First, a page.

Good day;

Canadian here, 23.

I'm looking to place money (at a rate of 100$-200$ per month) into savings, for 5 years (locked or not).

I don't have a "specific" plan in 5 years. I just need to have this money do something and not sit around doing nothing.

  • What's most beneficial investment/placement I could consider placing this in?
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    This question is challenging to answer, since risk and reward are essentially linked (unless the market is inefficient and you have some sort of proprietary way to predict the future more accurately than anyone else). – dwizum Sep 20 '19 at 13:25
  • Could you elaborate on why '5 years' is your chosen timeline? – Grade 'Eh' Bacon Sep 20 '19 at 13:40
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    The problem with your question is that everyone is looking for low risk, high reward investments. – RonJohn Sep 20 '19 at 13:52
  • First, pick the risk level, then you can generally find a more useful list of options. For instance, if you want minimum possible risk of loss (insured in a way that no one or nearly no one has lost money from investing in it) you'll maybe get 2-3% annual returns, and that's it. You can only get more returns from accepting risk of potential losses - or, well, corrupt government policy, but you can't buy in to those kinds of things without many millions to invest :) – BrianH Sep 20 '19 at 14:40
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    The lowest risk is stuffing your cash into a mattress. The highest reward is going to the casino and betting everything on black. You can't optimize both simultaneously. – Nuclear Wang Sep 20 '19 at 14:57

You are asking two opposite things. You might as well ask to purchase a store's finest, cheapest cigars. Or to put it another way, the bluest-reddest car you can get, is purple. But is that what you want?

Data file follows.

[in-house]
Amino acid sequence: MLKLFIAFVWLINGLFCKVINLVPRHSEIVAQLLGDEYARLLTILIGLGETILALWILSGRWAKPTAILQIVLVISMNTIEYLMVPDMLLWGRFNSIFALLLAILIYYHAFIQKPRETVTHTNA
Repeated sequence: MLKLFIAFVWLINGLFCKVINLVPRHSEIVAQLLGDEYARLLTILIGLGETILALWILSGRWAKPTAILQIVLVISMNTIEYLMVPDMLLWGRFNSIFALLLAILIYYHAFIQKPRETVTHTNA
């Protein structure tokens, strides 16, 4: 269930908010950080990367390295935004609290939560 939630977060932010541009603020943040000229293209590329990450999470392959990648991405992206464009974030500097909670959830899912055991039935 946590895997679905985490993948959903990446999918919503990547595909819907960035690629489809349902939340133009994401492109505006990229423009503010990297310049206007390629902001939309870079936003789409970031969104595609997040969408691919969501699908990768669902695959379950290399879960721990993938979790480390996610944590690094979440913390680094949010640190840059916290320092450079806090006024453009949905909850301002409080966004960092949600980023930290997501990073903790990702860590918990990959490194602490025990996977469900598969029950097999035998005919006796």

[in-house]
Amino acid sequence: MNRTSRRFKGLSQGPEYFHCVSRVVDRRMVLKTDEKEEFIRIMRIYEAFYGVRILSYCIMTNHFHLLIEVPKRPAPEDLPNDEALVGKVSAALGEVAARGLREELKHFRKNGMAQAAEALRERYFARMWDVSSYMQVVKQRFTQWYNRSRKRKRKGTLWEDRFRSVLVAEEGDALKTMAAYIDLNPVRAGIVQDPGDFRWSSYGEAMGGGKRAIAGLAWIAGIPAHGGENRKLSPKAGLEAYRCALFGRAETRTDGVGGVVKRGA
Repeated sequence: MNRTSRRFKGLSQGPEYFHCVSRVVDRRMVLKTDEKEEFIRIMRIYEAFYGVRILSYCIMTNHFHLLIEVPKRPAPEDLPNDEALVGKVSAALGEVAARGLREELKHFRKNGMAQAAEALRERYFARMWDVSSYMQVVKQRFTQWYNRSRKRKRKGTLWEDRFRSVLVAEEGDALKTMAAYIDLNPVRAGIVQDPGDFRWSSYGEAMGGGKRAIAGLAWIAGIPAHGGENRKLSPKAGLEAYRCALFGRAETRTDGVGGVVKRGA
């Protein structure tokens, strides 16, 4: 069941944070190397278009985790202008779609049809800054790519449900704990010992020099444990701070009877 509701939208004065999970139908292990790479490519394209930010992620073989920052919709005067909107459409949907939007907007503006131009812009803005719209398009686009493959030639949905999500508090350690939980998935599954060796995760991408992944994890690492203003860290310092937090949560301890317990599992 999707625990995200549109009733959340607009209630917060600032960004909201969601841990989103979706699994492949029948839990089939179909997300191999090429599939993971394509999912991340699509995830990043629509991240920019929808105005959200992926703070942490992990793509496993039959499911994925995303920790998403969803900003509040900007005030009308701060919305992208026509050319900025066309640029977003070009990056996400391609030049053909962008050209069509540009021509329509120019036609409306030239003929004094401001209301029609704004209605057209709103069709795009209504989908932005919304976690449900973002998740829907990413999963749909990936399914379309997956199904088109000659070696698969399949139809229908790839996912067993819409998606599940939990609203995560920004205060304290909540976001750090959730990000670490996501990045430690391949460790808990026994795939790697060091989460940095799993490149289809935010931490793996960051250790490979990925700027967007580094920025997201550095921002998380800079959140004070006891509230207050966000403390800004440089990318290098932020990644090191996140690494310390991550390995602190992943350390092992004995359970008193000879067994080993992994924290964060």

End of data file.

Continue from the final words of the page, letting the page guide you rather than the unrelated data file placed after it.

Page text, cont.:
The question is, which do you care about? Low risk, or high reward? Be warned that anyone telling you you'll get both, is deceiving you.

First make sure you understand why you are saying 5 years - is that when you expect to, for example, buy a house, or pay for university? The more concrete your 5-years goal, the less risk you should take for your investments. Over that time frame, for example, I would not suggest you to invest in any equity / stocks, because a market dip could hurt your ability to do whatever it is that is going to happen in 5 years.

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    A purple car is neither blue nor red enough for me. How can I get a car that's more blue, but also more red? – Nat Sep 20 '19 at 22:25
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    @Nat one could imagine an anti-green car that would destructively interfere with any near-green wavelengths in its vicinity. – MooseBoys Sep 21 '19 at 0:43

Specific recommendations are off-topic, so I'll answer generally (your question will likely be closed unless you generalize it more).

Those goals are diametrically opposed. So which do you want more - low risk or high reward?

In general, the riskier the investment, the more investors want to be compensated for taking that risk, so the more return they expect. Conversely, the safer an investment, the more return investors are willing to give up. So individual investors generally find a level of risk that they are comfortable with, and find investments that give them the highest returns with that level of risk.